Monday, March 3, 2014

Review: Death Sworn by Leah Cypess

Release date: March 4, 2014
Author info: Website | Twitter
Publisher: Greenwillow
Pages: 352
Format: ARC
Source: Publisher provided for review
Buy the book: Barnes & Noble | Amazon | The Book Depository
When Ileni lost her magic, she lost everything: her place in society, her purpose in life, and the man she had expected to spend her life with. So when the Elders sent her to be magic tutor to a secret sect of assassins, she went willingly, even though the last two tutors had died under mysterious circumstances.

But beneath the assassins’ caves, Ileni will discover a new place and a new purpose… and a new and dangerous love. She will struggle to keep her lost magic a secret while teaching it to her deadly students, and to find out what happened to the two tutors who preceded her. But what she discovers will change not only her future, but the future of her people, the assassins… and possibly the entire world.
Death Sworn is the kind of book that I just know I will love. It's hard not to be enchanted by a synopsis that promises magic, assassins, a mystery, and romance--and it was just as difficult not to be enchanted by the book itself. An action-packed story that focuses on trust, power, and the value of a life, Death Sworn is at once entertaining and constantly questioning of where it stands morally.

Ileni was once told she was destined to be the most powerful sorceress born in hundreds of years. And maybe that was true, but with time, Ileni's powers are fading, as they do for some magic-wielders. In a last effort to feel useful, Ileni takes the post of teacher to a hidden group of assassins who have worked for generations to take down the Empire. Soon, Ileni is not only finding a new reason to fight for her power and the life she knew, but she's determined to find out who is killing her people, including the last two teachers of magic in the assassin's caves.

Ileni is such an interesting character to follow. When we meet her, her once abundant powers are waning--to the point where the simplest magic exhausts her. She's bitter and angry, both at the system that let her learn magic and believe in a future only to take it away, and at herself for failing to be the person she dreamt of being. Already physically powerless against those who are vastly stronger than her, Ileni is also magically powerless, deeply fearful of the day the assassins learn that her magic is soon to be gone. She is determined to be correct in her belief that the assassins are cold-hearted, unfeeling, and immoral, without the personality and opinions of their own to shape their worldview, instead mindlessly listening to their master.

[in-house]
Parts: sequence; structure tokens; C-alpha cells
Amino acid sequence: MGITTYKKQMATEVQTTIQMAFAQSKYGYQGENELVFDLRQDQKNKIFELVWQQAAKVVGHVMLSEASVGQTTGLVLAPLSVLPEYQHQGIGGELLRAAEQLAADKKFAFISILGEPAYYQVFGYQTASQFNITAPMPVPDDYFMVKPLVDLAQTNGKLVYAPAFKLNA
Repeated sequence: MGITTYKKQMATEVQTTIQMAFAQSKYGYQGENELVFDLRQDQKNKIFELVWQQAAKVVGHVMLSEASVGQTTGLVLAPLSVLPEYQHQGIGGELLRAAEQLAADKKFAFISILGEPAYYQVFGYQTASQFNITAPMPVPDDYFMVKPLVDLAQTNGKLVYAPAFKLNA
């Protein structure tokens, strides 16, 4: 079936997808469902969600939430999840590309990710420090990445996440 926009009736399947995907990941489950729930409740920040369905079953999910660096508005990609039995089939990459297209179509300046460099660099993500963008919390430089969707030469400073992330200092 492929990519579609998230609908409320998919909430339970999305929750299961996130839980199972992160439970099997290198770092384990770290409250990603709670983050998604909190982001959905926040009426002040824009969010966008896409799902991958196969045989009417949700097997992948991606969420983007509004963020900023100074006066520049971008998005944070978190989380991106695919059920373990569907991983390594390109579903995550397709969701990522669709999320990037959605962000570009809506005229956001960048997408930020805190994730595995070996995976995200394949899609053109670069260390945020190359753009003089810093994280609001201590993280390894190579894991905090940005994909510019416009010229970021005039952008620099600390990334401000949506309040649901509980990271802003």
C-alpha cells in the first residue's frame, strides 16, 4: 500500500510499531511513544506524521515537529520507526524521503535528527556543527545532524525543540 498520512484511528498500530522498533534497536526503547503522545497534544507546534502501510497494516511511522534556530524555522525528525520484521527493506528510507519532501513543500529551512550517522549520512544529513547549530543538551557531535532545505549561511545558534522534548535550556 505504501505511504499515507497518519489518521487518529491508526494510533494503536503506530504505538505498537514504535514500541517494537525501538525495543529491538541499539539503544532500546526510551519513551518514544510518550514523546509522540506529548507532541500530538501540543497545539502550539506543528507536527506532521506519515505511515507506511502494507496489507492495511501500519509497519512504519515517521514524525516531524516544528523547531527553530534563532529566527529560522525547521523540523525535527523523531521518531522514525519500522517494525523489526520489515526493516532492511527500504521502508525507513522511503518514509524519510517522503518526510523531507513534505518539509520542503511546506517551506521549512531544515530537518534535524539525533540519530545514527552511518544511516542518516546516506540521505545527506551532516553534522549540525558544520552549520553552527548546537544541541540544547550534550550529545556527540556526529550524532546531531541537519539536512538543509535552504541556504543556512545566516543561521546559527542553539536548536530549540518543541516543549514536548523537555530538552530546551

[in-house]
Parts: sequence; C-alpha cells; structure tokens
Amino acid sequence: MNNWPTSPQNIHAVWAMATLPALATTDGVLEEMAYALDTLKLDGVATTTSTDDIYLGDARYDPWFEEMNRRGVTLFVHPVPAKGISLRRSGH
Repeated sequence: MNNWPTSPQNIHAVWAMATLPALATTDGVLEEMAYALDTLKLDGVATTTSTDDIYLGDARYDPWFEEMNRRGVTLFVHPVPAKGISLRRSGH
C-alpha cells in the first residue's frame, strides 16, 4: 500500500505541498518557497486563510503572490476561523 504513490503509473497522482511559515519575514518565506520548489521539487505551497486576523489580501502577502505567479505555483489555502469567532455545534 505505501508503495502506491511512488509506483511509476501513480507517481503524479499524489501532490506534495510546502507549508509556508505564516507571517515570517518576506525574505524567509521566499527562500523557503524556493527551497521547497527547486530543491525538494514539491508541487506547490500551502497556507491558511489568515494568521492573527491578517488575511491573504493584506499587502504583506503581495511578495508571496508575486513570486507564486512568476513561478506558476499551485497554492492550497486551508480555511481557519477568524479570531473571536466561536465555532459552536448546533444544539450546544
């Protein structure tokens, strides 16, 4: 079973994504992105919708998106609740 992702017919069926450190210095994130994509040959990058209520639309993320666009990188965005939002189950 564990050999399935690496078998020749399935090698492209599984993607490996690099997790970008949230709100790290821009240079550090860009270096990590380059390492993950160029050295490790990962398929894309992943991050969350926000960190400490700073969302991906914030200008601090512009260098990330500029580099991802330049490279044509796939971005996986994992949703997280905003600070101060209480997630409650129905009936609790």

And in some ways she is right, but it's her relationship with Sorin that begins to unravel her pre-conceived notions. Sorin, at first, seems to be the unfeeling assassin who strictly follows orders. But with time, Ileni sees his desire to break free of the confines of the caves and his need to defy, even in the smallest ways. It's through Ileni and Sorin's differing beliefs that Death Sworn's biggest moral questions are disputed. Ileni was taught that all killing is evil, no question. But Sorin, as an assassin, has been taught that a single death to prevent death and suffering of many is justified, right even. And what's interesting is that the novel doesn't seem to have a firm stance on this. It is proven multiple times that the assassin's view is valid, but Ileni's is morally correct.

The only facet that could be called lacking is the world-building. While minimal world-building is expected of a story that takes place solely in caves, the reader is left with a very vague idea of the Empire, this vast, seemingly-evil establishment that everyone is trying to take down. We don't know the size of the Empire or the power structure. We don't know where the assassins' caves are or where the sorcerers' villages are. This is a problem that will undoubtedly be remedied in the next book, but it makes it feel like a less than fully-realized world for this one.

With an engaging plot, a romance that only made me want more, and a heroine I rooted for from the beginning, Death Sworn is a strong beginning to a new YA fantasy that has the potential to become one of my favorites.

About the author:

I wrote my first story in first grade. The narrator was an ice-cream cone in the process of being eaten. In fourth grade, I wrote my first book, about a girl who gets shipwrecked on a desert island with her faithful and heroic dog (a rip-off of both The Black Stallion and all the Lassie movies, very impressive).

After selling my first story (Temple of Stone) while in high school, I gave in to my mother’s importuning to be practical and majored in biology at  Brooklyn College. I then went to Columbia Law School and practiced law for almost two years at Debevoise & Plimpton LLP, a large law firm in New York City. I kept writing and submitting in my spare time, and finally, a mere 15 years after my first short story acceptance, I sold my first novel to Greenwillow Books (HarperCollins).

I live in Brookline, Massachusetts (right outside of Boston) with my husband Aaron, a researcher and doctor at the Joslin Diabetes Center, and our three children.

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